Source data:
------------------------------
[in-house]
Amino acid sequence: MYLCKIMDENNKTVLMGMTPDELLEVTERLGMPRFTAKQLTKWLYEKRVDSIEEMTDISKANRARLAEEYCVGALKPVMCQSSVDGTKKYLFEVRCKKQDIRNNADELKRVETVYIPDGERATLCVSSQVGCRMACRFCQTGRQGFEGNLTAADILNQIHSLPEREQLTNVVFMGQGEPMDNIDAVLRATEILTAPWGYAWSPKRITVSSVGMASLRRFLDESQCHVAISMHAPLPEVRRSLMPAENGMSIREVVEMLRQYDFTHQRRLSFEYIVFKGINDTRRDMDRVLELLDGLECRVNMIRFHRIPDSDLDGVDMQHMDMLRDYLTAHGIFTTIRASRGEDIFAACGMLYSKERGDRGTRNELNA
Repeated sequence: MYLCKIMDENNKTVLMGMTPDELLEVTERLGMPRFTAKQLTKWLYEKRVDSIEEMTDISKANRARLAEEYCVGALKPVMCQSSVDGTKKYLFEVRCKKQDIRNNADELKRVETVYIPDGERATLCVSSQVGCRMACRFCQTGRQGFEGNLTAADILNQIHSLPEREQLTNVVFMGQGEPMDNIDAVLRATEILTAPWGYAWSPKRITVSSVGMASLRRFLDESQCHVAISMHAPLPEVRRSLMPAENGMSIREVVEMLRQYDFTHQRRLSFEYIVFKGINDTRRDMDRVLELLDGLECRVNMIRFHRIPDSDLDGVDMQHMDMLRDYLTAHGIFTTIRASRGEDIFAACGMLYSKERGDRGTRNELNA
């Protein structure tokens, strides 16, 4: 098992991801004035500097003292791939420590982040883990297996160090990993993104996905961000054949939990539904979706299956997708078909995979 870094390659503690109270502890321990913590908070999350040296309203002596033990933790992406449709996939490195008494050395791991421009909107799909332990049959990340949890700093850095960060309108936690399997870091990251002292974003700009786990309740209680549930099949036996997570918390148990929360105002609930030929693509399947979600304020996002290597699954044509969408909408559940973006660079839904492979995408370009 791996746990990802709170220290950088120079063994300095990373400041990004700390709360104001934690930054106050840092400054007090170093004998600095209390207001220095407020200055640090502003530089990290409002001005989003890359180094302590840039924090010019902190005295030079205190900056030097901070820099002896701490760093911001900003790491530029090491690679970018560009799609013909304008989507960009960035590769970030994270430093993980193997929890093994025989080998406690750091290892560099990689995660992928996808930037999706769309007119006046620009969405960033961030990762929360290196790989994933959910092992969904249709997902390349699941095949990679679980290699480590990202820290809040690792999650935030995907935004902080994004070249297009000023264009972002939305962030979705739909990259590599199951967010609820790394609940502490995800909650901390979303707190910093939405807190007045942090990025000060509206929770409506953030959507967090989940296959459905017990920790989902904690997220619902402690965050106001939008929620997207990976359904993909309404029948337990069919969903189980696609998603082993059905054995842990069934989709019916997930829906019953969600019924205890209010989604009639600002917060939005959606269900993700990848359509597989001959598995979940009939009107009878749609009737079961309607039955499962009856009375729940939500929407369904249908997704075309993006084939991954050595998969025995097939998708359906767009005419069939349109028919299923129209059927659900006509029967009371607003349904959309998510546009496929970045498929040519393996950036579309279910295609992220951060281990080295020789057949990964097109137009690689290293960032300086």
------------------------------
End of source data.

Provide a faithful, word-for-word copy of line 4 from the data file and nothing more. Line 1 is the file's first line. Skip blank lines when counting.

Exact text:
């Protein structure tokens, strides 16, 4: 098992991801004035500097003292791939420590982040883990297996160090990993993104996905961000054949939990539904979706299956997708078909995979 870094390659503690109270502890321990913590908070999350040296309203002596033990933790992406449709996939490195008494050395791991421009909107799909332990049959990340949890700093850095960060309108936690399997870091990251002292974003700009786990309740209680549930099949036996997570918390148990929360105002609930030929693509399947979600304020996002290597699954044509969408909408559940973006660079839904492979995408370009 791996746990990802709170220290950088120079063994300095990373400041990004700390709360104001934690930054106050840092400054007090170093004998600095209390207001220095407020200055640090502003530089990290409002001005989003890359180094302590840039924090010019902190005295030079205190900056030097901070820099002896701490760093911001900003790491530029090491690679970018560009799609013909304008989507960009960035590769970030994270430093993980193997929890093994025989080998406690750091290892560099990689995660992928996808930037999706769309007119006046620009969405960033961030990762929360290196790989994933959910092992969904249709997902390349699941095949990679679980290699480590990202820290809040690792999650935030995907935004902080994004070249297009000023264009972002939305962030979705739909990259590599199951967010609820790394609940502490995800909650901390979303707190910093939405807190007045942090990025000060509206929770409506953030959507967090989940296959459905017990920790989902904690997220619902402690965050106001939008929620997207990976359904993909309404029948337990069919969903189980696609998603082993059905054995842990069934989709019916997930829906019953969600019924205890209010989604009639600002917060939005959606269900993700990848359509597989001959598995979940009939009107009878749609009737079961309607039955499962009856009375729940939500929407369904249908997704075309993006084939991954050595998969025995097939998708359906767009005419069939349109028919299923129209059927659900006509029967009371607003349904959309998510546009496929970045498929040519393996950036579309279910295609992220951060281990080295020789057949990964097109137009690689290293960032300086």